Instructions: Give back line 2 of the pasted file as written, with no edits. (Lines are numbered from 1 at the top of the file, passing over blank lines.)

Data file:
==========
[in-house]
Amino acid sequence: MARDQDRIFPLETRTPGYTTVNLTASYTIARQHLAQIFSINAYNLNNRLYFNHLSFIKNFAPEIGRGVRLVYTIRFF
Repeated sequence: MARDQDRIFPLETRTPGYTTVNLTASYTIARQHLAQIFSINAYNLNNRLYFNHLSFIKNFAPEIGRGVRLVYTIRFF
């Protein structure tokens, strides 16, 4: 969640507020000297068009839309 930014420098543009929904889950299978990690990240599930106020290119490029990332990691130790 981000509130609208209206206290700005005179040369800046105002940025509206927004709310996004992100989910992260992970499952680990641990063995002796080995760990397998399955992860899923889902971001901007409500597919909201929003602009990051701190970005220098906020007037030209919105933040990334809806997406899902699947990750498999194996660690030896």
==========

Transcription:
Amino acid sequence: MARDQDRIFPLETRTPGYTTVNLTASYTIARQHLAQIFSINAYNLNNRLYFNHLSFIKNFAPEIGRGVRLVYTIRFF